The big change 2017
After coaching my kids for years, I realized that having other personalities coach them would be a good thing to help in their development. I started to transition some of the teams to other coaches.
My big surprise came in January of 2017. That morning my boss asked for a meeting with me on short notice, which was not unusual. When I dialed into the conference call to find out an human resources specialist was on as well. I will never forget my boss saying “Jason, I have some bad news”. Come to find out, I was being let go. Due to a corporate restructuring the company let go of 35 people in my division, including all of the team members that reported to me. It was shocking, I was devastated at first. Then I got mad.
I fired back as the HR lady was reading me some technical information… “but you just gave me my yearly review and I attained and surpassed all my goals. My grade on my review was great, I don’t get it?”
That is just how it is in corporate America sometimes.
I spent a lot of 2017 reflecting
The good news for me was it didn’t take long to find new job opportunities. I had worked with so many people from different companies over the years that several people offered an interview.
In fact, looking back now I realize that getting let go from my PBM job opened my eyes to what I was meant to do. The thing I was passionate about and would for sure enjoy!
During my time between jobs, I came to realize that I had a lot of specific knowledge that so many patients could benefit from. During my time at the side hustle hospital job I had given advice to hundreds of patients on how to save money on their medications. Frankly, I also gave advice to all sorts of friends, family and friends of friends about one medication question or another. The common theme seemed to be that they medication was so expensive they couldn’t afford to take it.
I now had the time to put together my thoughts for a book. Next, I researched and wrote it out. However, as often happens I didn’t get all the way to publishing it.
The new job
I started a new job at a great company in November of 2017. That consumed my time learning the ropes at a small company with only about 30 employees total. That was a major change from the giant company I had previously worked for.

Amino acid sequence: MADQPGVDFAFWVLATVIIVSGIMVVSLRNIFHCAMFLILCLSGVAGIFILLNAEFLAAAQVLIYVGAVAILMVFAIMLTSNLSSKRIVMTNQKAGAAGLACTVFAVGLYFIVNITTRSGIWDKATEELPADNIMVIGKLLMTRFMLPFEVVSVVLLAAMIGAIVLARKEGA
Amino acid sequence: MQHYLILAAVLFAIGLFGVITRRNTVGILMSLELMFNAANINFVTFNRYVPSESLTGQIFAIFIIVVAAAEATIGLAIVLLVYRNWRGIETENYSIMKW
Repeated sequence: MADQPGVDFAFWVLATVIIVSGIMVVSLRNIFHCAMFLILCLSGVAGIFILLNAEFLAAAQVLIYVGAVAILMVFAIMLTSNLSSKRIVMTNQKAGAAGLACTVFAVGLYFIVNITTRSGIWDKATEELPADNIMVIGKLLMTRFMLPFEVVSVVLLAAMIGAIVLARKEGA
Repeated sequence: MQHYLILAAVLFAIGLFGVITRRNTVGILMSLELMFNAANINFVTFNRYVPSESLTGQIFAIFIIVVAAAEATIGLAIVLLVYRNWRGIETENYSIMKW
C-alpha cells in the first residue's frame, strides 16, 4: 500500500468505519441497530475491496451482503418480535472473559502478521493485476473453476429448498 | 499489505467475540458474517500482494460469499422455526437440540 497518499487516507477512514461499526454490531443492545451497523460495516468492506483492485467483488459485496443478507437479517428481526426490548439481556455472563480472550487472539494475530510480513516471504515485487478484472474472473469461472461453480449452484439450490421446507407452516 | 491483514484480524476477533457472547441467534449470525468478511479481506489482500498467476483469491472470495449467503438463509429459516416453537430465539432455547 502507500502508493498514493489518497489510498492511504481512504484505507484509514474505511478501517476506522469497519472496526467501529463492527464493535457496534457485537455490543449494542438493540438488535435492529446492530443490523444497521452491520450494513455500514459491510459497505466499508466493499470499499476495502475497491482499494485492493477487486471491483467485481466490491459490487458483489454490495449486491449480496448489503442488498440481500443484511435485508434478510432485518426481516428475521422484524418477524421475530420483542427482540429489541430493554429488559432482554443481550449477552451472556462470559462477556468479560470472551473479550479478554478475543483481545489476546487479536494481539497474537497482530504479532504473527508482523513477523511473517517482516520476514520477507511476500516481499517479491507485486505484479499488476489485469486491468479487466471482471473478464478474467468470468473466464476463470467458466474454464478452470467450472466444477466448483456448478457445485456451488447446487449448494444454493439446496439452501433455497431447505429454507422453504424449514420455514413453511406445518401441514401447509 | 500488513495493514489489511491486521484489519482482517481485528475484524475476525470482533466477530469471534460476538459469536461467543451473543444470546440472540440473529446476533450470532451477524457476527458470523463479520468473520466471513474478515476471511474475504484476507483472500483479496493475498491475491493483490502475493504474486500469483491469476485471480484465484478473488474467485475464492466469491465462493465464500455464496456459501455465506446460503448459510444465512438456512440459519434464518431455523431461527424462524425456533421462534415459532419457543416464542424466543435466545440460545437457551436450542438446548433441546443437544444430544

One of my main projects was bringing up a system that would allow doctors to see drug pricing in their electronic medical records. The thought was if they could see drug prices while talking to the patient, they could find out if high price would be an issue. Hopefully, they would prescribe something more cost appropriate.
The doctors really loved the tool and they said that when time allowed during their patient visits they would use the information on cost. My thought was that they should use it ALL the time to prevent patients from having sticker shock at the pharmacy.
The coach in me came out!
Several months in on this project, I decided that the information I put together for the book needed to come out. Patients needed to be empowered to talk to the doctor about medication costs! They should not have to wait and hope the doctor wanted to talk to them about it.
The Amazon effect
I worked through the process of self publishing by listening to podcasts and reading up on the subject. Once I felt I had enough background, I took the book to Amazon that makes the process fairly simple for self publishers.
Then in November of 2018 I launched Prescription for Maximum Savings.
Once the book went live I realized that patients were not actively searching out saving on medications very often on their own. I started running some ads on Amazon to get people who were looking at certain things to think about my book.
Once I got the idea in front of people sales started to take off. My book was a best new book in several categories on Amazon. The reviews then started to flow in and I had so many positive reviews, it was a wonderful feeling!
What I realized was that I had to get people to understand there is something you can do about high drug prices. That is when my mindset changed and I decided I want to be a Patient Medication Advocate.
I can use my experience to coach your through talking to your doctor about the cost of medication.
I am trying to spread the word that medicine is NOT always the answer, but if it is it should not wreck your finances.
To date, I have helped thousands of people just like you who are struggling to pay for medication which makes them concerned about their health and well-being. If you are struggling to understand how to pay for your medication, then my blog and the free information it contains are for you. Click here to get started.
My goal is to spread the word on ways to ease the financial burden of how to pay for medications.
My journey has taken me through ups and downs but I am so glad that I now know why. Helping patients is what I am passionate about.
Now I’m committed to impacting as many patients as I can reach. I want to teach people how to be healthy with or without medications and at peace with less financial stress in their lives.
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Thank you very much for taking the time to read my story. If you have a question for me or would like to hear more about coaching I provide, then feel free to go here and send me a message.